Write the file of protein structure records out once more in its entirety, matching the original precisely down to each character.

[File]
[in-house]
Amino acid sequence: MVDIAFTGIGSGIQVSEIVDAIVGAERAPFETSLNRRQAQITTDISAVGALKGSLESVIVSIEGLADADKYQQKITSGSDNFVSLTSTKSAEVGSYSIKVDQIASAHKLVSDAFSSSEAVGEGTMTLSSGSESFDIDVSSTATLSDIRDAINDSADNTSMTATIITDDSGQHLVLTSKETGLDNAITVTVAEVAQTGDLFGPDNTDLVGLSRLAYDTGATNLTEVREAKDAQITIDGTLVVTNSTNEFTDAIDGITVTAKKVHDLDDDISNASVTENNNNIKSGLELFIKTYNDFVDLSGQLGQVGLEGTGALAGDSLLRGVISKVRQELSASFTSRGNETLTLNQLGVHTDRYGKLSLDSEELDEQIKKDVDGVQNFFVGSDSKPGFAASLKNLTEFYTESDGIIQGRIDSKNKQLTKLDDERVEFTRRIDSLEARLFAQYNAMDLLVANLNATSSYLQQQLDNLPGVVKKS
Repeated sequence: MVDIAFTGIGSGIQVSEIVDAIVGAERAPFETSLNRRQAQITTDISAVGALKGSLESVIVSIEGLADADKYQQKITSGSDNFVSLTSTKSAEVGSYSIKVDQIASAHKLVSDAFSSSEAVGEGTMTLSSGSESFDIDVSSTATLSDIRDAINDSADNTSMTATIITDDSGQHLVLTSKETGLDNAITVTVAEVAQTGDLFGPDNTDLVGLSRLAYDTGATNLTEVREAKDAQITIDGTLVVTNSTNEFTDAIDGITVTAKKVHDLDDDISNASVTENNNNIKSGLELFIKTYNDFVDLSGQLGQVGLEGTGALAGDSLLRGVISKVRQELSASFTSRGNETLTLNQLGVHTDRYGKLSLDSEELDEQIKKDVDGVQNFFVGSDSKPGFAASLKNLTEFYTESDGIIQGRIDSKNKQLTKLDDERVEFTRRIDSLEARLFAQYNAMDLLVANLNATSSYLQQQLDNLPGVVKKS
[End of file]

[in-house]
Amino acid sequence: MVDIAFTGIGSGIQVSEIVDAIVGAERAPFETSLNRRQAQITTDISAVGALKGSLESVIVSIEGLADADKYQQKITSGSDNFVSLTSTKSAEVGSYSIKVDQIASAHKLVSDAFSSSEAVGEGTMTLSSGSESFDIDVSSTATLSDIRDAINDSADNTSMTATIITDDSGQHLVLTSKETGLDNAITVTVAEVAQTGDLFGPDNTDLVGLSRLAYDTGATNLTEVREAKDAQITIDGTLVVTNSTNEFTDAIDGITVTAKKVHDLDDDISNASVTENNNNIKSGLELFIKTYNDFVDLSGQLGQVGLEGTGALAGDSLLRGVISKVRQELSASFTSRGNETLTLNQLGVHTDRYGKLSLDSEELDEQIKKDVDGVQNFFVGSDSKPGFAASLKNLTEFYTESDGIIQGRIDSKNKQLTKLDDERVEFTRRIDSLEARLFAQYNAMDLLVANLNATSSYLQQQLDNLPGVVKKS
Repeated sequence: MVDIAFTGIGSGIQVSEIVDAIVGAERAPFETSLNRRQAQITTDISAVGALKGSLESVIVSIEGLADADKYQQKITSGSDNFVSLTSTKSAEVGSYSIKVDQIASAHKLVSDAFSSSEAVGEGTMTLSSGSESFDIDVSSTATLSDIRDAINDSADNTSMTATIITDDSGQHLVLTSKETGLDNAITVTVAEVAQTGDLFGPDNTDLVGLSRLAYDTGATNLTEVREAKDAQITIDGTLVVTNSTNEFTDAIDGITVTAKKVHDLDDDISNASVTENNNNIKSGLELFIKTYNDFVDLSGQLGQVGLEGTGALAGDSLLRGVISKVRQELSASFTSRGNETLTLNQLGVHTDRYGKLSLDSEELDEQIKKDVDGVQNFFVGSDSKPGFAASLKNLTEFYTESDGIIQGRIDSKNKQLTKLDDERVEFTRRIDSLEARLFAQYNAMDLLVANLNATSSYLQQQLDNLPGVVKKS